Best practice for configuring a disk library

Last post 12-20-2018, 5:02 PM by Wwong. 7 replies.
Sort Posts: Previous Next
  • Best practice for configuring a disk library
    Posted: 12-19-2018, 1:30 PM

    Hello everyone,

    I'm moving to a new CommVault server and have a question about configuring a disk library.  My old server was configured by someone else and had the disk split up into 4.5TB volumes which were mounted on 15 drive letters (F: through T:).  This left only six more letters (U: through Z:) should we need additional capacity.

    To allow for future expansion I was thinking of setting up the new server with 18TB drives - four times larger than the existing server so that fewer drive letters are used and future expansion would be easier. 

    The only document I could find about best practices is: http://documentation.commvault.com/commvault/v11/article?p=9420.htm which says:

    Make sure that each mount path contains at least 2 GB of free space when it is created, and that the total storage space in the disk library is sufficient to hold the maximum amount of data that will be stored in the library at any time.

    My question is:  Is there an optimal configuration for splitting up a disk library (HP MSA in my case)?  Is there an optimal number of drives for the disk library? 

    Any suggestions appreciated.

    Ken

  • Re: Best practice for configuring a disk library
    Posted: 12-19-2018, 2:00 PM

    Hi Ken,

    In planning how best to break down a magnetic library into X # of mount paths you will want to review and understand what the requirement will be for your data streams. The answer to this usually depends on what work needs to be done to meet the business objectives. There is not really a one fits all answer. 

    See Device Streams here https://documentation.commvault.com/commvault/v11/article?p=10969.htm

     

     

     

  • Re: Best practice for configuring a disk library
    Posted: 12-19-2018, 4:30 PM

    OK, here's my thought process:  I have four tiers of backups:

    • Tier 1 - production critical
    • Tier 2 - Exhange & SharePoint
    • Tier 3 - Other production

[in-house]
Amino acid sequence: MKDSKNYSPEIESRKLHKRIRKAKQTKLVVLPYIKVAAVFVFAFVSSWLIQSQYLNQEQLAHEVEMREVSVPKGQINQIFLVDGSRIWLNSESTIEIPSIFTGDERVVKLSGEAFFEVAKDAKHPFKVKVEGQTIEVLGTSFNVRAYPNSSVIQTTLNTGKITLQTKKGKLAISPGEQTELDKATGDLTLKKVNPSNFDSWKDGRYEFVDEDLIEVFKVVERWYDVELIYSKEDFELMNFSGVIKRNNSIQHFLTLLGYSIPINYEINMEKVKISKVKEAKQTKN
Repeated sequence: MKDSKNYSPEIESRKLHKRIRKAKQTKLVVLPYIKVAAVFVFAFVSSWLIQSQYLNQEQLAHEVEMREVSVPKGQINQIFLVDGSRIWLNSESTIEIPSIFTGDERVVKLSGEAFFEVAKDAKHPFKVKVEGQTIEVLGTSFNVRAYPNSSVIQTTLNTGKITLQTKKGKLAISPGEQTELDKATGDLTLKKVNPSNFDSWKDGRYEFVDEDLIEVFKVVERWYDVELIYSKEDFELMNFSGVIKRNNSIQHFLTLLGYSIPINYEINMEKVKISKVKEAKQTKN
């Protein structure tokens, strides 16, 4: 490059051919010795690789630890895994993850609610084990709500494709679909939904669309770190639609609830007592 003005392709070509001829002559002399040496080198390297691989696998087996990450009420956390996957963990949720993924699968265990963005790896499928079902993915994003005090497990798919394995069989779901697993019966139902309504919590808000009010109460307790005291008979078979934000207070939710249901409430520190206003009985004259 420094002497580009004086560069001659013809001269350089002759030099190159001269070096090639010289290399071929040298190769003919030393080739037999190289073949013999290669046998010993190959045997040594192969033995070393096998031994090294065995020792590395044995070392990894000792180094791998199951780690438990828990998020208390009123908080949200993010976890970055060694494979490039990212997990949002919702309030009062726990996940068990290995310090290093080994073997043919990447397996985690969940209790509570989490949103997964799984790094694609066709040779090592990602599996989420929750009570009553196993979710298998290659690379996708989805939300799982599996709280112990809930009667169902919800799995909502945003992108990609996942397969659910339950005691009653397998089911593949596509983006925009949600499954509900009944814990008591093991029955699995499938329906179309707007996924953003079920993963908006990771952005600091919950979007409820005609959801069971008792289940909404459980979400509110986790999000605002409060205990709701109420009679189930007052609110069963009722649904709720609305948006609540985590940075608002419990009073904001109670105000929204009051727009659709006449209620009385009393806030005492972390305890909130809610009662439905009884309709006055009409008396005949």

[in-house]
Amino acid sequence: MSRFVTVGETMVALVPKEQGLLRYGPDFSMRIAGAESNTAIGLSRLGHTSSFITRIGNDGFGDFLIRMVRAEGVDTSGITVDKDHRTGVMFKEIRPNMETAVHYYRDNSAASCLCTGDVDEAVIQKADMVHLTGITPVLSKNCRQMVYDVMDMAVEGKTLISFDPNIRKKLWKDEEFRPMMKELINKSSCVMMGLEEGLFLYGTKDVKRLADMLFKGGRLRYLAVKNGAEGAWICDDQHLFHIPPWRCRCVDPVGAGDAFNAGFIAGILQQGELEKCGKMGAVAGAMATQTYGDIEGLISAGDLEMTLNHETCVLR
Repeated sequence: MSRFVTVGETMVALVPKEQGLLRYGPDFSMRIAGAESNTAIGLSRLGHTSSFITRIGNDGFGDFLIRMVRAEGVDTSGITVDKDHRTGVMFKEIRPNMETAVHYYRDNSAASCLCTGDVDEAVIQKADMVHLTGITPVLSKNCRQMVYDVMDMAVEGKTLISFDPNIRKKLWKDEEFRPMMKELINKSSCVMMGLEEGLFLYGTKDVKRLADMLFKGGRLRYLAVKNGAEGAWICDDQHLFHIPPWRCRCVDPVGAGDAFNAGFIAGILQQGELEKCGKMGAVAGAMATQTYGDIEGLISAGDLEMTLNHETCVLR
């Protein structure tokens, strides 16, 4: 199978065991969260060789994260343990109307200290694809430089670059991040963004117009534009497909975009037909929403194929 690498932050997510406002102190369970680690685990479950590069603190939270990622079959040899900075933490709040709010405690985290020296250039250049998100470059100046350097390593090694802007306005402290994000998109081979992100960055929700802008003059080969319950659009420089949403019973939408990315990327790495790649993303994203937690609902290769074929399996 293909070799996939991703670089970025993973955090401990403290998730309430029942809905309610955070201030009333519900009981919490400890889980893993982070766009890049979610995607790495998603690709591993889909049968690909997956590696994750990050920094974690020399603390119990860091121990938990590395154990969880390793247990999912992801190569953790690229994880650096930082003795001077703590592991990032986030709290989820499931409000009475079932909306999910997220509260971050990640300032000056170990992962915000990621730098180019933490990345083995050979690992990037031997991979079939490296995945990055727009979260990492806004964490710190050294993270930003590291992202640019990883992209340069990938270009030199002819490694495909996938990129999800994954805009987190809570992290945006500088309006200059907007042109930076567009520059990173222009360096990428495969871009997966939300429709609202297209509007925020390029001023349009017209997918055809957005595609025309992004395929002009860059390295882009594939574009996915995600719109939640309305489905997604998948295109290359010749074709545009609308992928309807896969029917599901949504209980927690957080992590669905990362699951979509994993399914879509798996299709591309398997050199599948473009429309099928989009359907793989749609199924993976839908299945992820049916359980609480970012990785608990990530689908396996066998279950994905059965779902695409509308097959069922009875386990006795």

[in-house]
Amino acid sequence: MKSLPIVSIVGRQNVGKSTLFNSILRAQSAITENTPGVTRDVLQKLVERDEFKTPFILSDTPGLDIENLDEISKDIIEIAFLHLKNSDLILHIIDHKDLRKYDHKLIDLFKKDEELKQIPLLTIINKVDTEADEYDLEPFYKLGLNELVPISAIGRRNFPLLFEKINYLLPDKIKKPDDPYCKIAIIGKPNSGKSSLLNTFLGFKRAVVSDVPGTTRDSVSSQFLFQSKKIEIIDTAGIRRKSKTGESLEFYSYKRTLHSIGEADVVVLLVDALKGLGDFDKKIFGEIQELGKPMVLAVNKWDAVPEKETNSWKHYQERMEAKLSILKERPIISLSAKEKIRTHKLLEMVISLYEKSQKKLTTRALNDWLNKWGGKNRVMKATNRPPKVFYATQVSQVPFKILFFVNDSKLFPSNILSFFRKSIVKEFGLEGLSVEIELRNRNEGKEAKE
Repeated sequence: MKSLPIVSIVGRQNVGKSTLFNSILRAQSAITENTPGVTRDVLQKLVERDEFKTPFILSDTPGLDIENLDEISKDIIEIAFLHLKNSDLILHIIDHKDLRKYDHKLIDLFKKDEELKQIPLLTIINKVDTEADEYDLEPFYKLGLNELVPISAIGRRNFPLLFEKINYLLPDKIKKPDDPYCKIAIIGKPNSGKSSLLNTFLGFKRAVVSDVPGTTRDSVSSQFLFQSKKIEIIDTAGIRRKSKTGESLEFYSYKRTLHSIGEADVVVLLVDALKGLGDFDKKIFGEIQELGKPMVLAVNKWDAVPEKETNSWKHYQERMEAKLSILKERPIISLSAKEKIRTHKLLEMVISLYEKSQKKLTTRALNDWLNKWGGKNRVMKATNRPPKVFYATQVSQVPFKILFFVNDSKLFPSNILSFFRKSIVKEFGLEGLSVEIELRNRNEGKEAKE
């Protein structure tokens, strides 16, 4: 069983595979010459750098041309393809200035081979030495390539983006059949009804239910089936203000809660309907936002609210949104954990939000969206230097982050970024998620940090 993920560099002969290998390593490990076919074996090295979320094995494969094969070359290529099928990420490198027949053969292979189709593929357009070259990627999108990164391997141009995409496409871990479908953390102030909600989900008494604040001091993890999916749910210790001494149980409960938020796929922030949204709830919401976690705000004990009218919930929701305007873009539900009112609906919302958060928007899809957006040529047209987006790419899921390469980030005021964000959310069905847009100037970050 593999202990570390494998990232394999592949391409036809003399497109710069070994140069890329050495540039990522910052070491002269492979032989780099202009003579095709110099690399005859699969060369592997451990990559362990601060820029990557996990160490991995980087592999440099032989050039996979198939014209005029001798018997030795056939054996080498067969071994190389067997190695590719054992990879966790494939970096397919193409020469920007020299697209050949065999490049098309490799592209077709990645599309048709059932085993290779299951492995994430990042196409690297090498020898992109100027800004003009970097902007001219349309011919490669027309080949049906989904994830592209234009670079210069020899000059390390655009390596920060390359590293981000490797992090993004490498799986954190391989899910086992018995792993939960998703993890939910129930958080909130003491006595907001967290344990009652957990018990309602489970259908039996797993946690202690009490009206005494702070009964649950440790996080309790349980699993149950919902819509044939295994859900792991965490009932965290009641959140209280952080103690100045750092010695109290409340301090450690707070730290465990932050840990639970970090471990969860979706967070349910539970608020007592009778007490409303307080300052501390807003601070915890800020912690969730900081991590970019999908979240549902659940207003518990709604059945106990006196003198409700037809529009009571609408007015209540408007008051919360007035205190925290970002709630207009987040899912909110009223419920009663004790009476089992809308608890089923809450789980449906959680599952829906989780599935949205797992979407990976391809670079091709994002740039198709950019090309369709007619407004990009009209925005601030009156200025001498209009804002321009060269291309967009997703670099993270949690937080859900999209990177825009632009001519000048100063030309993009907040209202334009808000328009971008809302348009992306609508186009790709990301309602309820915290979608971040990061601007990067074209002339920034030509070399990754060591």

• Tier 4 - Development & test

    Each storage policy has:

    Device Streams=50

    My Media agent has:

    Max parallel Data transfer operations=100

    My current media agent has:

    Mount Path Allocation=Max allowable writers

    I don't know what the value is for "Max allowable writers" so I'll take a guess and say that it is 10. 

    If all four tiers of backups are running, I'm could be allocating 200 device streams.  If I have 15 mount points times 10 writers then the disk writers max out at 150.  Finally, the media agent is set to 100 max parallel data transfer operations so this is my limiting factor.

    On the new hardware, if I drop to 4 mount points, I've effectively dropped the max number of writers to 40 and introduced a bottleneck.  It seems I need to keep at least 10 mount points to keep the number of writers in line with the configuration of the Media Agent.

    This math is dependent on the maximum number of writers per mount path actually being equal to 10.  If it is only 5 then any reduction in the number of mount points will decrease my throughput.  Is there a way to determine how many writers per mount point I am actually getting?

    Also, my backups ar 79% Windows File System, 19% Virtual servers and 2% Exchange.  I don't think this impacts the allocation but thought I'd mention it.

    Ken

  • Re: Best practice for configuring a disk library
    Posted: 12-19-2018, 8:09 PM

    Hi Ken 

    From a CommVault perspective the setting "Maximum Allowed Writers", means that there will be no limit to how many streams will be used when committing writes to the Mount Point. 

    When looking into the maximum amount of writers, we need to understand the amount of open request to the NTFS (assuming these Mount Points are formatted as such), and confirm from a Backend Storage level, how much request the volume/LUN can handle.

    The bottleneck when committing writes to the Mount Path, could be at the Filesystem level or at the Storage level. 

    In most cases the reason why we would create multiple Mount Paths, is so we can distribute the load evenly, and not have a single hot spot on the Backend Storage. (i.e. in most cases backend storage is configured with a Storage pool, made up of multiple RAID Groups and Disk -> a volume will be carved out of this Storage Pool).